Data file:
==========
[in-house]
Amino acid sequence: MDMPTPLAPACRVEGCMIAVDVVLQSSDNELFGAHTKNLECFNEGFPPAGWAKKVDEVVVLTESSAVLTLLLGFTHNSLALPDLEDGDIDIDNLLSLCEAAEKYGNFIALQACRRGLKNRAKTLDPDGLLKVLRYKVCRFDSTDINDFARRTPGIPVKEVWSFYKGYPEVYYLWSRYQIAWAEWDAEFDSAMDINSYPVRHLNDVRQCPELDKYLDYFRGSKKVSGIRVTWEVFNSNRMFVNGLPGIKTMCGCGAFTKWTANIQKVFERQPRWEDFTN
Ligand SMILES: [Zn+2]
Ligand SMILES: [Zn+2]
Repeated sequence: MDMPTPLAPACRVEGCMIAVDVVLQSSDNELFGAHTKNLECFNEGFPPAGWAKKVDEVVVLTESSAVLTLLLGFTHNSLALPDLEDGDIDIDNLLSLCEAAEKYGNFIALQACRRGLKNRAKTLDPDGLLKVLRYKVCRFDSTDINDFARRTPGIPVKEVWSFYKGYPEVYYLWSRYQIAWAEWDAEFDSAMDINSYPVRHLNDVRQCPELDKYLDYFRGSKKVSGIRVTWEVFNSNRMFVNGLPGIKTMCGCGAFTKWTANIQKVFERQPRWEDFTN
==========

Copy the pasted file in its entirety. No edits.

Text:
[in-house]
Amino acid sequence: MDMPTPLAPACRVEGCMIAVDVVLQSSDNELFGAHTKNLECFNEGFPPAGWAKKVDEVVVLTESSAVLTLLLGFTHNSLALPDLEDGDIDIDNLLSLCEAAEKYGNFIALQACRRGLKNRAKTLDPDGLLKVLRYKVCRFDSTDINDFARRTPGIPVKEVWSFYKGYPEVYYLWSRYQIAWAEWDAEFDSAMDINSYPVRHLNDVRQCPELDKYLDYFRGSKKVSGIRVTWEVFNSNRMFVNGLPGIKTMCGCGAFTKWTANIQKVFERQPRWEDFTN
Ligand SMILES: [Zn+2]
Ligand SMILES: [Zn+2]
Repeated sequence: MDMPTPLAPACRVEGCMIAVDVVLQSSDNELFGAHTKNLECFNEGFPPAGWAKKVDEVVVLTESSAVLTLLLGFTHNSLALPDLEDGDIDIDNLLSLCEAAEKYGNFIALQACRRGLKNRAKTLDPDGLLKVLRYKVCRFDSTDINDFARRTPGIPVKEVWSFYKGYPEVYYLWSRYQIAWAEWDAEFDSAMDINSYPVRHLNDVRQCPELDKYLDYFRGSKKVSGIRVTWEVFNSNRMFVNGLPGIKTMCGCGAFTKWTANIQKVFERQPRWEDFTN